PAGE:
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Kid_Electro Jul16-06 10:55 AM

Spivak's Calculus
At UofT the first year math for the math and physics program is mat157, an introductory calculus analysis course where "Calculus" by Spivak is used. How can one prepare oneself for such a course? Where can one obtain a good knowldedge of proof techniques and anything else inorder to do well in this course? The problem is in highschool we never touched much on proofs, or questions in the style of Spivak's Calculus. Any advice?

kdinser Jul16-06 01:11 PM

Get the book as early as possible and start at chapter 1. Do every problem and example they give an answer to so you can verify that your doing it right. Try and get about a third of the way through it before class starts. Don't move on until you understand a section completely. The people in the homework forum are fantastic at helping out if you don't understand something from the book. It takes a lot of commitment, but takes a lot of pressure off you at the beginning of a semester.

mathwonk Jul16-06 01:31 PM

when i was in high school i went to the univ library a lot and looked in books on proofs. but i got my start from a book called principles of mathematics, by allendoerfer and oakley.

it starts with a good section on logic and proofs and moves on from there treating a lot of interesting toopics in an elementary way, with proofs. finally it introduces calc, but i dint get that far.

there are used copies out there of [carl] allendoerfer and [cletus] oakley.

mathwonk Jul16-06 01:34 PM

heres one right here fopr 6 bucks.
Principles of Mathematics
Allendoerfer - Oakley Bookseller: Add-More Books
(Danville, VA, U.S.A.) Price: US$ 6.75
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US$ 3.75
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Book Description: McGraw-hill, Many, 1955. Cloth. Book Condition: Very Good. No Jacket. 8vo - over 7¾" - 9¾" tall. The hard cover has very light shelf wear ......The book may have minor flaws that may have gone unnoticed.. Hard Back. Bookseller Inventory # NF 06241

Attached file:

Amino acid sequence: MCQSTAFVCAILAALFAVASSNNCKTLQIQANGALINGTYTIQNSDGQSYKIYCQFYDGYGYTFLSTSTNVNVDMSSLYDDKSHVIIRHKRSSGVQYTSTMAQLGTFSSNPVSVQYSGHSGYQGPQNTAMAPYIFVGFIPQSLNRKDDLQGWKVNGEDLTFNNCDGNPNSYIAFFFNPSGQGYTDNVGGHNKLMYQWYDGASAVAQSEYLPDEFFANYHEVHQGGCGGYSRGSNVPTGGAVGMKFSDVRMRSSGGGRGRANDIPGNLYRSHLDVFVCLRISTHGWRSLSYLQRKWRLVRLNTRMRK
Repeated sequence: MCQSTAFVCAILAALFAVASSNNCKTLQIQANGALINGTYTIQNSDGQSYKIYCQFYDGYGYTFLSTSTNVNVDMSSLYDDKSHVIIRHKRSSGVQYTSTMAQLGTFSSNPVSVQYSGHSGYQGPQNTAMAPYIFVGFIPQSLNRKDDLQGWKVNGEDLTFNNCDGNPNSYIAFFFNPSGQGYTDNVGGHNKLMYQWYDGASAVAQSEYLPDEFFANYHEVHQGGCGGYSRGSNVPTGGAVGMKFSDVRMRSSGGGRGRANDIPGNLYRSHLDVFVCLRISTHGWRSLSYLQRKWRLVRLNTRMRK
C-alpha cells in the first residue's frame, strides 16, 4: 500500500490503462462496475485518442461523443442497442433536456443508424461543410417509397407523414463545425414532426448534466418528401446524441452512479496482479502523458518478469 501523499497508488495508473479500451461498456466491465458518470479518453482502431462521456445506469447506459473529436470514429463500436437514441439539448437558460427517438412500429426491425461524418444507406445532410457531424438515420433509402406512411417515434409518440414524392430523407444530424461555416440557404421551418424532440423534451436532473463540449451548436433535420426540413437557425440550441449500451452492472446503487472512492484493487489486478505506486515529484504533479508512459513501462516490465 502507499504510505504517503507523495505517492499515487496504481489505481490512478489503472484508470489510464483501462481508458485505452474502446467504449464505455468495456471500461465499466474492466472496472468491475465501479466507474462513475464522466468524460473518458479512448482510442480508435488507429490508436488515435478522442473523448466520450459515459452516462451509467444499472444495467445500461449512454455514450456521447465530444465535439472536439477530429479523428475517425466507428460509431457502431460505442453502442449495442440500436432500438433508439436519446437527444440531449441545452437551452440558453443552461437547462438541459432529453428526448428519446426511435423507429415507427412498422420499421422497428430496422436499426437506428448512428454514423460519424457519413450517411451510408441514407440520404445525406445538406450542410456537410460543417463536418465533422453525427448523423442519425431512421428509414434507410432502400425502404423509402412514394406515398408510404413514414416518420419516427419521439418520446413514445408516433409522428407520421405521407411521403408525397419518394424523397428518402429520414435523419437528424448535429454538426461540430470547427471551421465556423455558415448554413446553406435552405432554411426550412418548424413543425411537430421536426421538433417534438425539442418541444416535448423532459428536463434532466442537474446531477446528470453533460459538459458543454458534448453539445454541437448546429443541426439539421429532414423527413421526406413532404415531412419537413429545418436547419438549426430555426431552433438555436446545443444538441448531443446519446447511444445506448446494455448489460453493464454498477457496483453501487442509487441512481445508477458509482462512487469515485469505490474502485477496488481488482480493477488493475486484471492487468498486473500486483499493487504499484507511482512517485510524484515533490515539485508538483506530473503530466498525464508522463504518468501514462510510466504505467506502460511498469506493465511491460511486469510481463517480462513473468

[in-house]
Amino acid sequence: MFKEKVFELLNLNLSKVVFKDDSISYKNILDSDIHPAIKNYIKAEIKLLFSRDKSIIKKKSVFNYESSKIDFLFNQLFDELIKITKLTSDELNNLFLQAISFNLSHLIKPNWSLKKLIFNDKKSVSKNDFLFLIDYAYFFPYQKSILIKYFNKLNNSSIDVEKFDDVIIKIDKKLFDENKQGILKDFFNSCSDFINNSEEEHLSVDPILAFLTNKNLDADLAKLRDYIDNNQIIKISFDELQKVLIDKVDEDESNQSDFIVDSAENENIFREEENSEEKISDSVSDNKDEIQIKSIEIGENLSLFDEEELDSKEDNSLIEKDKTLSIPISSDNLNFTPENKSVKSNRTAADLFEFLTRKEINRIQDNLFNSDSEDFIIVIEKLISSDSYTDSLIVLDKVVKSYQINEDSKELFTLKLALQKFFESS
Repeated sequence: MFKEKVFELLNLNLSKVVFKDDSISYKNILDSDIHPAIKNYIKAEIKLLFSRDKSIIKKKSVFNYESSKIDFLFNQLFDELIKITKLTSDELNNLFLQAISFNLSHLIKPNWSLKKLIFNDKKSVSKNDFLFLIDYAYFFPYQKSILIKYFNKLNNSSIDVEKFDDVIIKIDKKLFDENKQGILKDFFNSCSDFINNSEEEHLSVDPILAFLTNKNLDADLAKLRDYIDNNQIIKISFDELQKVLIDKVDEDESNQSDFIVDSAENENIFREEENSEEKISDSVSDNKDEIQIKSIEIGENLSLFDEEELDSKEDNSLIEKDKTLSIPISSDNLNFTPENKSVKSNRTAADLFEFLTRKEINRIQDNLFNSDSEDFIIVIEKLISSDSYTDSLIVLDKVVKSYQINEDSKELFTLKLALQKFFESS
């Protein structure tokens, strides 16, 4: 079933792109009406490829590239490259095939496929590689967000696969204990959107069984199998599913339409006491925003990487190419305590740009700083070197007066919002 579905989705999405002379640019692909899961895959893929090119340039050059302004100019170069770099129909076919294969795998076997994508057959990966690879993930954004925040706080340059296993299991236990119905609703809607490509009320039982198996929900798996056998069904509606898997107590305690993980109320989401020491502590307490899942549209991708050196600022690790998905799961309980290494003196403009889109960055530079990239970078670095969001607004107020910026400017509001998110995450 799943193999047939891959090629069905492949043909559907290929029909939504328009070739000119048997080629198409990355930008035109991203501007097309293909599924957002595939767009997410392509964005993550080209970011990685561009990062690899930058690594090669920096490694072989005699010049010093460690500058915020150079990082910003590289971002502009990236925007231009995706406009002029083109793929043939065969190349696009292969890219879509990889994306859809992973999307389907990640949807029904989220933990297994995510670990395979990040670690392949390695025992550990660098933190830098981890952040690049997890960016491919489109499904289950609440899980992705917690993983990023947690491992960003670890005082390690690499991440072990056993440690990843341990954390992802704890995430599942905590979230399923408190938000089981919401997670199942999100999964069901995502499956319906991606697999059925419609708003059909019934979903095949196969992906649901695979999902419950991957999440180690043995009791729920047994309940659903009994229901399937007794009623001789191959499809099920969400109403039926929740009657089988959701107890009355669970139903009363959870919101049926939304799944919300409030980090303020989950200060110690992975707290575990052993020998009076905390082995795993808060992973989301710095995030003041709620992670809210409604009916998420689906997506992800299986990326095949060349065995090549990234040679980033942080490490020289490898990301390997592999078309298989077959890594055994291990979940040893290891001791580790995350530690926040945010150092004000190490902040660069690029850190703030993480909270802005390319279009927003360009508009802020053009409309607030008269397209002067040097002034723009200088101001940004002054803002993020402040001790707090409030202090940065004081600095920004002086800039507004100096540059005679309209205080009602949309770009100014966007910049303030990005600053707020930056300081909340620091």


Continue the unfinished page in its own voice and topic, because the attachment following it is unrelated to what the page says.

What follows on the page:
their fundamentals of freshman mathematics is probably a newer version of the same book, but may be watered down for the new stupid approach to teaching. i have not seen it. i recommend the old one since standards were higher in the 50's and 60's, when spivak was written also.

mathwonk Jul16-06 01:36 PM

another great book, is geometry, by harold jacobs, which begins with logic and proofs. much lower level than allendoerfer, written for high school, but intelligently.

mathwonk Jul16-06 01:37 PM

heres a copy

Geometry (ISBN: 0716704560)
Harold R. Jacobs Bookseller: Frugal Media Corporation
(Austin, TX, U.S.A.) Price: US$ 10.00
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US$ 3.70
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Book Description: W.H. Freeman & Company, 1974. Hardcover. Book Condition: GOOD. USED Ships within 12 hours with great customer service!. Bookseller Inventory # 1151509

mathwonk Jul16-06 01:41 PM

allendoerfer and oakley is really at the level you need for spivak though.

Kid_Electro Jul16-06 01:57 PM

mathwonk and kdinser thanks for the advice.
I'm going to order the allendoerfer book right now.

Kid_Electro Jul16-06 02:13 PM

should I get the Spivak solution book?

kdinser Jul17-06 08:33 AM


Quote by Kid_Electro
should I get the Spivak solution book?

That depends a lot on your self control. Having that book close at hand can put you in the habit of just grabbing it every time you get stuck. It can become a crutch, a crutch that you won't have on the test. It's nice to have if you get really stuck and just can't figure something out, but I've found the homework forum on this site to be much more helpful then a solution manual. Often times, just typing out and explaining the problem that I'm planning to post shows me something that I had been overlooking.

mathwonk Jul17-06 12:07 PM

never get the solution book for any book. i have one for edwards penney, but i have only used it as a doorstop now for about 20 years.

better, make your own solutions book. but do not give it to anyone.

Kid_Electro Jul17-06 10:07 PM

Sounds good!

neurocomp2003 Jul17-06 11:12 PM

"Problem solving through Problems" by Larson

kdinser Jul18-06 06:24 PM


Quote by mathwonk
better, make your own solutions book. but do not give it to anyone.

It's funny, I've actually been doing that for the last couple semesters for calc III, diff eq, and linear algebra. I just hadn't been thinking of it as making a solution manual, but I guess that's what it amounts to. Every time I encountered a new theorem or proof, or when I was trying to create a standard approach to solving certain types of problems, I would try to write out what it means in my own words. It's how I realized why mathematicians come up with so much funky notation, without it, it takes a few lines to explain the difference between (a,b) and [a,b]:smile: .

Kid_Electro Jul21-06 11:57 PM

I would like to do the Math and Physics program, but to be honest I am scared somewhat of the Spivak course etc.. :(

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